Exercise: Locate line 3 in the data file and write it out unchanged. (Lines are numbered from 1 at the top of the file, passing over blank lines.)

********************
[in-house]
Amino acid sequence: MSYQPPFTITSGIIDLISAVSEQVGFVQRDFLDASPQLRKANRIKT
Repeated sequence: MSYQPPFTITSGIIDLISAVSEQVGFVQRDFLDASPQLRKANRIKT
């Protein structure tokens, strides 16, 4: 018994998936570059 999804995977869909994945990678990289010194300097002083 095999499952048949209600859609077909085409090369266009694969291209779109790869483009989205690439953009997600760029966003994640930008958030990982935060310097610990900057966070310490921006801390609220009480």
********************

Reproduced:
Repeated sequence: MSYQPPFTITSGIIDLISAVSEQVGFVQRDFLDASPQLRKANRIKT